Wednesday, 3 June 2020

Why it is crisis time in the Hunter Valley


While the Hunter Valley is once again welcoming visitors after the coronavirus shutdown, an uncertain future still looms large for many wine and tourism businesses in the region.

Amy Cooper, CEO of the Hunter Valley Wine & Tourism Association (HVWTA) reported that “figures released by the HVWTA reveal that Covid-19 has caused an $85 million loss to the Hunter Valley economy from March to May 2020". 

All businesses in the Hunter Valley’s wine and tourism industry have reported a significant reduction in revenue, with close to half of all businesses suffering a complete loss of income since Covid-19 restrictions were introduced in mid-March.

The tourism sector – accommodation, tour operators, activities & attractions, restaurants, cafes & bars – was hardest hit by the pandemic.

“Covid-19 decimated our economy, which was already devastated by drought and the summer bushfires," said Christina Tulloch, president of the HVWTA. 

"With an annual wine tourism economy valued at $557 million per annum, the running economic loss for the Hunter Valley is conservatively calculated at a staggering $160 million since the bushfires started in our region in November 2019. Our industry requires urgent protection and immediate assistance.”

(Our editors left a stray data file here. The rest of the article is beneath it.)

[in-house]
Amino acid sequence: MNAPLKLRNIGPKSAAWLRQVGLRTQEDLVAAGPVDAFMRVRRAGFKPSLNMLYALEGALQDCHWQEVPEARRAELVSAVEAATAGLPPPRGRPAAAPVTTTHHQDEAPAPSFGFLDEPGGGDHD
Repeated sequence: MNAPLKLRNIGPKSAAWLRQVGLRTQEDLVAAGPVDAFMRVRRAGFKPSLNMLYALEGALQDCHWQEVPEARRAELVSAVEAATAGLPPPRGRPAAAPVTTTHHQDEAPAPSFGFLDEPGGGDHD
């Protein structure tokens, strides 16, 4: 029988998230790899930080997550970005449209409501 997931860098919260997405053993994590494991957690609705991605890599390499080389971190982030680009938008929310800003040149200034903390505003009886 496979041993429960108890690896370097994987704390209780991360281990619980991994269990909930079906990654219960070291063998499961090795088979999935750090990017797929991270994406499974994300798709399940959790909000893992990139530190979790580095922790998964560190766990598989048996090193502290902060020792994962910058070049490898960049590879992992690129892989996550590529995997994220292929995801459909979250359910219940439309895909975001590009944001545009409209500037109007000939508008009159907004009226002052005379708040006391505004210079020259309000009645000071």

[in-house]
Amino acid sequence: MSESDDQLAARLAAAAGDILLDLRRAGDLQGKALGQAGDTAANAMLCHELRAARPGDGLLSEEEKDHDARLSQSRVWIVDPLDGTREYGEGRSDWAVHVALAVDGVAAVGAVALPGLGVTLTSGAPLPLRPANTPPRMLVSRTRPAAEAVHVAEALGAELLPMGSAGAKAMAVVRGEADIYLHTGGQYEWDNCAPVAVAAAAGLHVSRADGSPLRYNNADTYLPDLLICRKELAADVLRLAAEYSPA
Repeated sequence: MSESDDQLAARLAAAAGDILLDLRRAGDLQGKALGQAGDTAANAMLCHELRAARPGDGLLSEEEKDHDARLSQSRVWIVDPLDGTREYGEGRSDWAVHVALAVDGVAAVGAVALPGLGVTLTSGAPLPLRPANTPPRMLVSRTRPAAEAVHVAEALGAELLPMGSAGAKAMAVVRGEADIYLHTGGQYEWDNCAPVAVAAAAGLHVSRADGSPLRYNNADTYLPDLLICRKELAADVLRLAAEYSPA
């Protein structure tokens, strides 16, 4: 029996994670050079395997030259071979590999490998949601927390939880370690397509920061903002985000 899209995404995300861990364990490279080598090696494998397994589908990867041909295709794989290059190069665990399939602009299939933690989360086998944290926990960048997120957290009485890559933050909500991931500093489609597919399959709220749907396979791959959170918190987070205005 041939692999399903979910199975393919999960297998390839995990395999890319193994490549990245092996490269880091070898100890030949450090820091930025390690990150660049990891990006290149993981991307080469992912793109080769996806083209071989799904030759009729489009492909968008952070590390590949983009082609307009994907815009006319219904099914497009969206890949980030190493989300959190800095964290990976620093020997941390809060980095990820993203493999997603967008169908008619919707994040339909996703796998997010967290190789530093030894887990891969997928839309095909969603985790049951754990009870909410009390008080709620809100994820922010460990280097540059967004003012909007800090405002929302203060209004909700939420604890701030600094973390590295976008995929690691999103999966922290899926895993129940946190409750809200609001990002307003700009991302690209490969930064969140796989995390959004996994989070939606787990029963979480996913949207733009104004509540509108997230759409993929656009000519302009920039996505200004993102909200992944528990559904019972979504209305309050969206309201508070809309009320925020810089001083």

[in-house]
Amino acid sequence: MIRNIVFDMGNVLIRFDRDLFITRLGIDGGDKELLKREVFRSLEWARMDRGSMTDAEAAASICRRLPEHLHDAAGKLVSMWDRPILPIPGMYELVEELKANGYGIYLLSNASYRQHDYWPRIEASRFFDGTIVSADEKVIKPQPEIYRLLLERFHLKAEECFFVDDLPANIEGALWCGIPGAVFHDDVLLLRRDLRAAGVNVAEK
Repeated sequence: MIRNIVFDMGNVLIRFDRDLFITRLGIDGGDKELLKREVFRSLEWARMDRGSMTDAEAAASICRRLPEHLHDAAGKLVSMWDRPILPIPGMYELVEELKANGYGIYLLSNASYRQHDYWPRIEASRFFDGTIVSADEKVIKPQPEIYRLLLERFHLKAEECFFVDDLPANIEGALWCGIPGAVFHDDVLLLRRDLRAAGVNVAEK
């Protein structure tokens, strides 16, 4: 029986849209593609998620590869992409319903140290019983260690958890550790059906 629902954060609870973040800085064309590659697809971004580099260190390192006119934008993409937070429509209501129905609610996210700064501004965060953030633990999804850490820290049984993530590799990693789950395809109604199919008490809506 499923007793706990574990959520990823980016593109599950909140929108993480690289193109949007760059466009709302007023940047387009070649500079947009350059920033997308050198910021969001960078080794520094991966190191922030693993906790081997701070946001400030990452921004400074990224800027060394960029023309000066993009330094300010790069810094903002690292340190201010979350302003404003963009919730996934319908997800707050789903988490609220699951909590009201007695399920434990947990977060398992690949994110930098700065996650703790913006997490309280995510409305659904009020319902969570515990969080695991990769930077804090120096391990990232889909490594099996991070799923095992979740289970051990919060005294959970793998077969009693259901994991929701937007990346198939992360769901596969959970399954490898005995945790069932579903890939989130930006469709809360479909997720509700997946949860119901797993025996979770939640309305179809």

Hunter Valley Wine Country is the most visited wine destination in Australia, making it the nation’s most important wine tourism asset. 

The Hunter Valley is home to many iconic wine brands including Tyrrell's (above) and Brokenwood (below).
 

“Even with the Commonwealth Government’s JobKeeper support payment saving hundreds of jobs across our region; three out of four businesses have still had to decrease their staffing levels, with over half of all Hunter Valley businesses having reduced their teams by 50% or more," Cooper said. "Our industry needs certainty from Government about support beyond September. 

“A number of businesses have already made the incredibly difficult decision to permanently close. It’s a final heartbreaking call for people to let go of their livelihood, that they’ve invested years, if not decades in. 

"So it is deeply concerning that three out of four businesses are reporting that they are uncertain and not confident in their viability over the next 12 months. The future of our wine tourism industry is under threat.” 

The HVWTA currently receives no local, state or federal funding.

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